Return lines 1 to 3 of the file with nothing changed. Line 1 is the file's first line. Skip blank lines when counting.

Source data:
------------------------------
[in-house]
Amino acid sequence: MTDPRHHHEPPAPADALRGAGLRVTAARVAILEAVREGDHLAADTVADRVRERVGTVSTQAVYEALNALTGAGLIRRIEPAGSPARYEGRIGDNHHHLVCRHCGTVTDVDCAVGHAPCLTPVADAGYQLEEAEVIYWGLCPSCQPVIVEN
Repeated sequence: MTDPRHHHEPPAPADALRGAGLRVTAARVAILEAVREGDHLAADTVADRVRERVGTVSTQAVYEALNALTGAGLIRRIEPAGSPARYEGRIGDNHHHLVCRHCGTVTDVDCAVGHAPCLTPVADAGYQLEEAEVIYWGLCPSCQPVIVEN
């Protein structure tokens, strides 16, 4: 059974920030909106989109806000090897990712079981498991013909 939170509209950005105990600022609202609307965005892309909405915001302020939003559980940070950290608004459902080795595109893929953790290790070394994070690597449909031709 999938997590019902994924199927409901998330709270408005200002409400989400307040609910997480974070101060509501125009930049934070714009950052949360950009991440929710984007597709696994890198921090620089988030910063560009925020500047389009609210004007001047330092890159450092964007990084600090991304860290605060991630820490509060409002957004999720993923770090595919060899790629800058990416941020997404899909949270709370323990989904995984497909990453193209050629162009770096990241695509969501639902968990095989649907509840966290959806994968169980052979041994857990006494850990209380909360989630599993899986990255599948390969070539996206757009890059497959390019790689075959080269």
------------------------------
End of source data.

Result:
[in-house]
Amino acid sequence: MTDPRHHHEPPAPADALRGAGLRVTAARVAILEAVREGDHLAADTVADRVRERVGTVSTQAVYEALNALTGAGLIRRIEPAGSPARYEGRIGDNHHHLVCRHCGTVTDVDCAVGHAPCLTPVADAGYQLEEAEVIYWGLCPSCQPVIVEN
Repeated sequence: MTDPRHHHEPPAPADALRGAGLRVTAARVAILEAVREGDHLAADTVADRVRERVGTVSTQAVYEALNALTGAGLIRRIEPAGSPARYEGRIGDNHHHLVCRHCGTVTDVDCAVGHAPCLTPVADAGYQLEEAEVIYWGLCPSCQPVIVEN